Jennifer Ribarsky, OECD Statistics Directorate
Tableau de bord de données : le point sur les ménages français (article in French)
Economic growth (GDP) always gets a lot of attention, but when it comes to determining how people are doing it’s interesting to look at other indicators that focus more on the actual material conditions of households. Let’s see how households in France are doing by looking at a few indicators.
GDP and Household Income
Chart 1 shows how much seasonally adjusted GDP and household income have grown since the first quarter of 2007, before the start of the economic crisis, with this period representing the baseline value 100. For the most recent quarter, Q1 2015, GDP per capita, which adjusts GDP for the size of the population, increased 0.6% from the previous quarter. The index increased from 99.5 in Q4 2014 (just below the 2007 baseline) to 100.1 in Q1 2015, so only returning to the pre-crisis level of real GDP after more than 6 years below that level. Real household disposable income per capita increased strongly in Q1 2015, by 1.2%. The index increased from 101.1 in Q4 2014 to 102.3 in Q1 2015, and has remained close to or above the baseline since the beginning of the crisis).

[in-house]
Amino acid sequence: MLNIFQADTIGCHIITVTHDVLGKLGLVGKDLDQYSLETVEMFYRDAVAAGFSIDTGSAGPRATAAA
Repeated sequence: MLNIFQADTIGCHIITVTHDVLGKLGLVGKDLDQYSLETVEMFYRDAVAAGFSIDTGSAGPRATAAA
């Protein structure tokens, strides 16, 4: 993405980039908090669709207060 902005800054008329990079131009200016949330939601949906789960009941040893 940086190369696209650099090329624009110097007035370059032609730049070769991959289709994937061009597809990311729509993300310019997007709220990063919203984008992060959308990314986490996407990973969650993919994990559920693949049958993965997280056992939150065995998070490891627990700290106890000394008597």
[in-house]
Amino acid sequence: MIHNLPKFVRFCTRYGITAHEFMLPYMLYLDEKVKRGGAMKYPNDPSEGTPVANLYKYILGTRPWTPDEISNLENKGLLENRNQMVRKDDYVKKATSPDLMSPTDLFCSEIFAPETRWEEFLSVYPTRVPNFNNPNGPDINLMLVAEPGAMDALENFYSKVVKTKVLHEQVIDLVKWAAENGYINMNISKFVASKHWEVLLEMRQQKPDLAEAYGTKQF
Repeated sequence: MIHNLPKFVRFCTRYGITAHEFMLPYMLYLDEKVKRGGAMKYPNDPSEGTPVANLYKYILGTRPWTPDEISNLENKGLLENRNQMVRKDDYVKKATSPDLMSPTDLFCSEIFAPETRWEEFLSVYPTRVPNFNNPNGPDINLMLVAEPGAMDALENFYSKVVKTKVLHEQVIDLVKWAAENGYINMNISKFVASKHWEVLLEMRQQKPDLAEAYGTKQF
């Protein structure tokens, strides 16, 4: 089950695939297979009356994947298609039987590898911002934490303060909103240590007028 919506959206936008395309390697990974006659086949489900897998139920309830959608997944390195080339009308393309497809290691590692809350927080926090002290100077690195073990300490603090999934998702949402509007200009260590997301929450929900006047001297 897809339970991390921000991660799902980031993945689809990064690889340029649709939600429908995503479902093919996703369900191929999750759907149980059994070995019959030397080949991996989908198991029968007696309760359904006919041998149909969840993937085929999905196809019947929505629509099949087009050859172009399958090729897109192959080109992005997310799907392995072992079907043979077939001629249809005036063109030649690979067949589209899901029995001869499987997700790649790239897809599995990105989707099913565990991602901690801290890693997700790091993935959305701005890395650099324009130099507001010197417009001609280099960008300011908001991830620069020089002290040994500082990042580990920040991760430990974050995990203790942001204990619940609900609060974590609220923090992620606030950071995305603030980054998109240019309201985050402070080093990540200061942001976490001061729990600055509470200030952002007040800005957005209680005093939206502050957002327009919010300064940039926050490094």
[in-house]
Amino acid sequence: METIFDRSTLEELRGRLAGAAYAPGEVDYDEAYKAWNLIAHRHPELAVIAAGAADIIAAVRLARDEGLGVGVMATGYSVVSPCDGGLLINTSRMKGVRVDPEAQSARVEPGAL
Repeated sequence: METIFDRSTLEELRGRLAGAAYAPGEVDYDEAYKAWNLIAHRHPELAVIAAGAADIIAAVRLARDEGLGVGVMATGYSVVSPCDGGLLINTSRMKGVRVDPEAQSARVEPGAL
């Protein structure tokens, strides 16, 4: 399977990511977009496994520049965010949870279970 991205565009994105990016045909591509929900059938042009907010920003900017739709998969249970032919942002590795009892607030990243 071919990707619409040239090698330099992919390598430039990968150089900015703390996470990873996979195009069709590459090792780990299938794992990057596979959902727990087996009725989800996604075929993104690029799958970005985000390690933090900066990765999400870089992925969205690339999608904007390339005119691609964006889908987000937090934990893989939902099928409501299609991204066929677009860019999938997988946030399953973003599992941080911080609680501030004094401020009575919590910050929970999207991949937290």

The increase in households’ purchasing power in Q1 2015 was mainly driven by increases in compensation of employees and a fall in taxes paid by households. The drop in taxes and the slight drop in social contributions paid in particular by the self-employed as a result of the Responsibility and Solidarity Pact were accompanied by a slight increase in social benefits; as a consequence, net cash transfers to households (chart 2) played a role by increasing disposable income at a faster rate than primary income.
Also, chart 2 clearly shows that households’ material conditions in France were sustained during the economic crisis through the redistribution process. The net cash transfers to households ratio started increasing during the depths of the economic crisis (the ratio peaked in Q3 2009 at 92.0) and the real household disposable income began to diverge from the pattern exhibited by economic growth, as shown in chart 1.
Confidence, Consumption, and Savings
Household disposable income is a meaningful way to assess material living standards, but to get a fuller picture of household economic well-being it is interesting to look also at households’ consumption behaviour. Chart 3 shows that consumer confidence ticked-up in Q1 2015 (the index increased from 99.3 in Q4 2014 to 99.7 in Q1 2015) suggesting that consumers are now more confident about their economic situation. This confidence helped boost real household consumption expenditure per capita by 0.9% in Q1 2015 (chart 4), with the relevant index increasing from 101.6 in Q4 2014 to 102.5 in Q1 2015, the strongest quarterly growth rate of the time period shown.